Under the Color of Law

The Bush Administration Subversion of U.S. Constitutional and International Law in the War on Terror

By (author) Martin Henn

Hardback - £93.00

Publication date:

28 April 2010

Length of book:

292 pages

Publisher

Lexington Books

ISBN-13: 9780739143292

Under the Color of Law constitutes a full and critical scholarly commentary to the text of five key Bush administration legal memoranda formative of U.S. counterterrorism policy from 2001 to 2009. This volume is dedicated to the idea that these documents are worthy of being read and critically examined in themselves as primary text, precisely because the act of critical assessment may yield meaningful policy reform in the ongoing debate facing the nation over balancing security interests with the preservation of civil liberties. This volume is intended to provide counterpoint for, and antithesis to, positions vigorously defended by President Bush's attorneys working at the OLC inside the Department of Justice, and it is designed to be used primarily in conjunction with and examined as response to the Bush-era documents themselves.

Martin Henn investigates five central questions, each framed around commentary to a specific administration document. This work addresses the Yoo-Flanigan Memorandum of September 25, 2001, and asks whether any President has constitutional power to initiate a foreign war without congressional authorization. Regarding President Bush's November 13 executive order of 2001, Henn asks whether an emergency of war permits any President to usurp judicial and legislative powers to interpret law and define and punish offences against the law of nations. Along with many other questions these documents initiate, the author carefully analyzes and seeks to answer questions regarding the Bush administration, the use of interrogational coercion and torture in the war on terror.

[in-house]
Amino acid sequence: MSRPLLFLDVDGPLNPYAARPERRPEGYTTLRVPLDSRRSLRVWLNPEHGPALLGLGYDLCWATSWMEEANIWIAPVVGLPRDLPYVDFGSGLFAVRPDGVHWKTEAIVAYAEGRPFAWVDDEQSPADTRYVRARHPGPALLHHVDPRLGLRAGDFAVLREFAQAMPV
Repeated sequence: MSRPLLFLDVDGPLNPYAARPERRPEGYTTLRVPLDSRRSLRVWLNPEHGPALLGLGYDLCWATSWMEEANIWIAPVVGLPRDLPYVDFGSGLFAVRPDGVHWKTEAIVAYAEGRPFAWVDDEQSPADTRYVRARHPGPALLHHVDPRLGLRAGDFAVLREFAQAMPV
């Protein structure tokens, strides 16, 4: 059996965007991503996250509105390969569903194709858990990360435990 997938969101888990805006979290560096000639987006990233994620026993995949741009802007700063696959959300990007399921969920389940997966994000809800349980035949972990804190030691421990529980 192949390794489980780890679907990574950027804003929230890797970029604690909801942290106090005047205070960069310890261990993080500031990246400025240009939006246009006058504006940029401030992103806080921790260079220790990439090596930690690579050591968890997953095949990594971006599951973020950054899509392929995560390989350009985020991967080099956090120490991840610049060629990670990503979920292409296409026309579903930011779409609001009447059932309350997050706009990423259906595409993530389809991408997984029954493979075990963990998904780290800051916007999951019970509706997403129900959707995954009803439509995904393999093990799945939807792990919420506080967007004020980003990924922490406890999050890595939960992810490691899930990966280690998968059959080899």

For those who admire the courage of a David who can take on a Goliath, Martin Henn's new book will proved to be an exhilarating read. Armed with the erudition of a classicist and the analytic intelligence of an adept philosopher, Henn has taken on the overblown pretensions of an imperial presidency, arguing with such force and clarity that he has convinced this reader that he just might win his battle. If his book gets the attention it deserves, the Obama Administration may have to surrender the wrongful extension of presidential power that took place under George W. Bush. On another front we can be even more hopeful: Leo Strauss's attempt (rendered dangerous once his disciples found their way to political power) to read the natural-law tradition through a Macchiavellian and Hobbesian lens has now found its definitive answer: Plato and Aristotle, Aquinas and Grotius, are on the side of civilization and the rule of law.